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I've seen some phase diagrams and I found really interesting, how many exotic solid phases of most elements exist on higher pressure and temperature.

But I've seen always only a single liquid phase and also only a single gaseous phase.

The second is understable, but the first not. I think, if there is an unconventional potential energy field between the molecules, maybe it is not impossible.

Does any chemical compounds with multiple liquid phases exist?

If not, why not?


Extension: Well, superfluid helium is one of them. Maybe I don't formulate enough well, but I think on a distinct phase border, like between ice-I and water. As I know, the superfluid helium is a mix of its superfluid and normal fluid phases.

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    $\begingroup$ Well, superfluid Helium is one of them. Maybe I don't formulate enough well, but I think on a distinct phase border, like between ice-I and water. As I know, the superfluid Helium is a mix of its superfluid and normal fluid phases. $\endgroup$ – peterh says reinstate Monica May 23 '16 at 3:25
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    $\begingroup$ related chemistry.stackexchange.com/questions/49510/… $\endgroup$ – orthocresol May 23 '16 at 9:27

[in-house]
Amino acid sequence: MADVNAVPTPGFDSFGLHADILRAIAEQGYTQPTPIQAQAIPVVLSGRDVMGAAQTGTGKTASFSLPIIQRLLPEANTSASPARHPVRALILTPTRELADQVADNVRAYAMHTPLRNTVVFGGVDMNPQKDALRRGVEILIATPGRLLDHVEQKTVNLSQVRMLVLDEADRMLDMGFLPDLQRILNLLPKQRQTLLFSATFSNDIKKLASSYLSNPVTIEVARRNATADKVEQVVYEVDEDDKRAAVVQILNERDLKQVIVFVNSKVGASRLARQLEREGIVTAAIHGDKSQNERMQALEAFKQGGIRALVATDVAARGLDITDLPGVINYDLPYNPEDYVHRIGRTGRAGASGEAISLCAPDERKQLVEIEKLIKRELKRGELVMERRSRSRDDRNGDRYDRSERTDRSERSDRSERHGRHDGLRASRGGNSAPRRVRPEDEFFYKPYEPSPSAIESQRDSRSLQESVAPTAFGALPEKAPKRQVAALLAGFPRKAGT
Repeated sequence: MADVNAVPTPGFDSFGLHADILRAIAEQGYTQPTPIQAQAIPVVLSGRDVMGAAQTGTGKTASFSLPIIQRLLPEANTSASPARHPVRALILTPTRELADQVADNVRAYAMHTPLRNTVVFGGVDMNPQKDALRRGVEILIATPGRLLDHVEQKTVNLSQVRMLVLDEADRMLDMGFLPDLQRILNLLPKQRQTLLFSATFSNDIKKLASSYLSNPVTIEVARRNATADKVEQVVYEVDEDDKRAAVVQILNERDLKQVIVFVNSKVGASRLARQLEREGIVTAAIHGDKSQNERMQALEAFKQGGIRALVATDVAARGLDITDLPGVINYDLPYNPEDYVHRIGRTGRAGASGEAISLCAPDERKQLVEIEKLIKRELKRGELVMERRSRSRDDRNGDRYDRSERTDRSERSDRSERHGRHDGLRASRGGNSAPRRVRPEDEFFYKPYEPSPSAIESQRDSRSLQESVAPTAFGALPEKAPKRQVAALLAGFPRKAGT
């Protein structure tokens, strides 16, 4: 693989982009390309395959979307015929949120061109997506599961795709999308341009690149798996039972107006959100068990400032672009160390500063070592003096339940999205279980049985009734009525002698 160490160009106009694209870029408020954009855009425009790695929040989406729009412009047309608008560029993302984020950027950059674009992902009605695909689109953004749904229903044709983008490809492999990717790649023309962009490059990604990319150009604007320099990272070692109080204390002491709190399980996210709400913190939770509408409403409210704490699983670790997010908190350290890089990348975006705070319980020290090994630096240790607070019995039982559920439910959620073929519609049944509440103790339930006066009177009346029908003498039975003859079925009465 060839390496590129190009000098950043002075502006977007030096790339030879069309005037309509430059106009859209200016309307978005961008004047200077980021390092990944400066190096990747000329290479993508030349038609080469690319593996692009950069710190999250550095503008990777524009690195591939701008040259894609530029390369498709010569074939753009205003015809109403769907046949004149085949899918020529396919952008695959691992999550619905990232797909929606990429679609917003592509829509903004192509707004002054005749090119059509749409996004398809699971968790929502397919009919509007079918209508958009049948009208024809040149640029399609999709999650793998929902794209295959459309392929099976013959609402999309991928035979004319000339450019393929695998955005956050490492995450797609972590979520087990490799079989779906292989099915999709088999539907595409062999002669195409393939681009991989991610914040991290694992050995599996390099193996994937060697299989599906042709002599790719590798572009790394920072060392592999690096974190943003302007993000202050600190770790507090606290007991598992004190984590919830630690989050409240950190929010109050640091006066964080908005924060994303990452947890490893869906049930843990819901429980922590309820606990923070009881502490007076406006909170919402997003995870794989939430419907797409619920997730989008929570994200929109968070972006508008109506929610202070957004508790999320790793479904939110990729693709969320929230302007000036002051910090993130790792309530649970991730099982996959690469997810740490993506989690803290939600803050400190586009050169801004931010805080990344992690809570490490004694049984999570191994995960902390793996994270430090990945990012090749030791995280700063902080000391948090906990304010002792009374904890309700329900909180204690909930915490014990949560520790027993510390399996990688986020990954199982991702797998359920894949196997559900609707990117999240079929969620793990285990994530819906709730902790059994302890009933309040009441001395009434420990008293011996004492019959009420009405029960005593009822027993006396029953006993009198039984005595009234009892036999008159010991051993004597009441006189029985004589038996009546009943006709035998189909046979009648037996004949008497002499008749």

• $\begingroup$ I suspect helium may be the only one. At sufficiently low temperatures, superfluid $\ce{^3 He}$ phase separates from $\ce{^4 He}$, producing two distinct superfluid phases, presumably with an almost invisble meniscus between them. Not sure whether this satisfies your requirements. $\endgroup$ – Nicolau Saker Neto May 23 '16 at 11:46
  • $\begingroup$ @NicolauSakerNeto Both of He3 and He4 can be superfluid. $\endgroup$ – peterh says reinstate Monica May 23 '16 at 13:33
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There's no reason why chemical substances with multiple liquid phases shouldn't exist.

In fact there is evidence for the existence of a least a second form of (surprise) liquid water. If you search the Web for liquid-liquid phase transitions you will find more of these, e.g. cerium.

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